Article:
Saturday, August 06, 2005

Shamans Through Time

This afternoon I started reading Shamans Through Time, edited by Jeremy Narby and Francis Huxley; a collection of first person accounts made by Europeans over the last 500 years as they attempt to understand "shamans" of the various Native nations of North and South America. So far, I've only read the first few chapters, containing mainly missionary accounts from the 1500s and 1600s. In their view, Native "shamans" were seen as agents of the devil...wholly possessed of sorcery, familiar spirits, and moral debauchery. Unfortunately, much of the shamanic wisdom of the Americas was lost because of religious persecution.

Many Americans appreciate this country as a land of religious liberty, but few realize just how much the United States persecuted Native religions until relatively recently. Beginning with the first Christians to set foot on these shores, the colonial governments of North and South America began a systematic campaign to eradicate indigenous spirituality, culture, and language. I need not recount the acts of aggression committed in the name of God against Native people...the wars, genocide, forced relocation, slavery, disease, boarding schools, etc. It has all been documented before.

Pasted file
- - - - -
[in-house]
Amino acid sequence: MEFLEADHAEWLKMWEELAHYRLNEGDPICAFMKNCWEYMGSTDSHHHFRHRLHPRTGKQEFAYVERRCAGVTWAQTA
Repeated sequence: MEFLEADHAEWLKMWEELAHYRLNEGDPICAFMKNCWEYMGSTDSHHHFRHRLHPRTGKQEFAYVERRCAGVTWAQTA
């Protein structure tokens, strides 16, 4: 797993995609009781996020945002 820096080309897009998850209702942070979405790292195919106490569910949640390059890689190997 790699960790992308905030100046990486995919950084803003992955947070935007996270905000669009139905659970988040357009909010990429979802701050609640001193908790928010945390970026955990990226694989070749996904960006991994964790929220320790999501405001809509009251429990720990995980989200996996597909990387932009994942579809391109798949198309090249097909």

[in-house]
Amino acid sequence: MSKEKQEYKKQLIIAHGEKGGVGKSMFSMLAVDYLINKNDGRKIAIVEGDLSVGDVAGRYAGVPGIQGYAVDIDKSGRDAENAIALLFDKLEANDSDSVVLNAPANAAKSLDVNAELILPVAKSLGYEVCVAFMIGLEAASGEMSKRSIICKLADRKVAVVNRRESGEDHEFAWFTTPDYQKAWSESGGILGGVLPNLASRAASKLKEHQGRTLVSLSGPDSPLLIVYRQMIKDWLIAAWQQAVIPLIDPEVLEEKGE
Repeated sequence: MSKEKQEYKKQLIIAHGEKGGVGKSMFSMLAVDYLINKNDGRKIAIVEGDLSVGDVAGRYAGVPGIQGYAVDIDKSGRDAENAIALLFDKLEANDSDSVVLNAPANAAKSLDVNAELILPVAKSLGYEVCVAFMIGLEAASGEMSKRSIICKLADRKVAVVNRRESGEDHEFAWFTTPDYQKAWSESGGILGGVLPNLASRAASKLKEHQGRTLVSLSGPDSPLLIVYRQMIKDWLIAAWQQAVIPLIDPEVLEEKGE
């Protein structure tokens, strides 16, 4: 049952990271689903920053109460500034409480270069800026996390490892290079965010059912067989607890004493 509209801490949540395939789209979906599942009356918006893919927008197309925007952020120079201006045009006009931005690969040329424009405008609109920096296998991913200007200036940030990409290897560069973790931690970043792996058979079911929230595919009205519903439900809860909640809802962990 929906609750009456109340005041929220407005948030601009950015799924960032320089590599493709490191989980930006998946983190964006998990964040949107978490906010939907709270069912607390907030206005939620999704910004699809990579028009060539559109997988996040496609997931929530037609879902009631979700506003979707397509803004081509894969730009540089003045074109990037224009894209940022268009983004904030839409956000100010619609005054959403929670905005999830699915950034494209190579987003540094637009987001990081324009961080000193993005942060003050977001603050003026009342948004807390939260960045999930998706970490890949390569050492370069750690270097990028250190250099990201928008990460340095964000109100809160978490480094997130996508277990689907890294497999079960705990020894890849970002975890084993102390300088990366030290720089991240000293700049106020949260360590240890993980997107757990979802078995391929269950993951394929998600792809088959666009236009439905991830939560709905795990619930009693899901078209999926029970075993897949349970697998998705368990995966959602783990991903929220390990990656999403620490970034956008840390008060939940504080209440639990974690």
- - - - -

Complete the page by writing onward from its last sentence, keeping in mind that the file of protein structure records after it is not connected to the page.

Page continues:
As recently 1913, my great great grandfather Steve Moses was tried in a court of law for exercising his religious freedoms and performing the ancient rituals of his forebears. He was acquitted, not because the legal system recognized the obvious violation of basic human rights, but because witnesses for the prosecution failed to appear. Otherwise, he would have gone to jail for the peaceful exercise of his religion.

Many Native spiritual practices were illegal in this country the United States Congress passed the American Indian Religious Freedom Act of 1978. Imagine, in a nation founded on religious freedom, American's first people could not practice their spiritual systems without fear of penalty until 1978.

Think about that for a while.

Anyway, my interest in "shamanism" and Native spirituality in general stems from an experience of spirit beyond doctrine, creeds, or dogma. It is an "faith" rooted in deep awareness of my genetic experience.

As I read Shamans Through Time, I hope to see between the lines of religious bigotry and catch a glimpse of the "Faith of my Fathers" centuries ago.

No comments: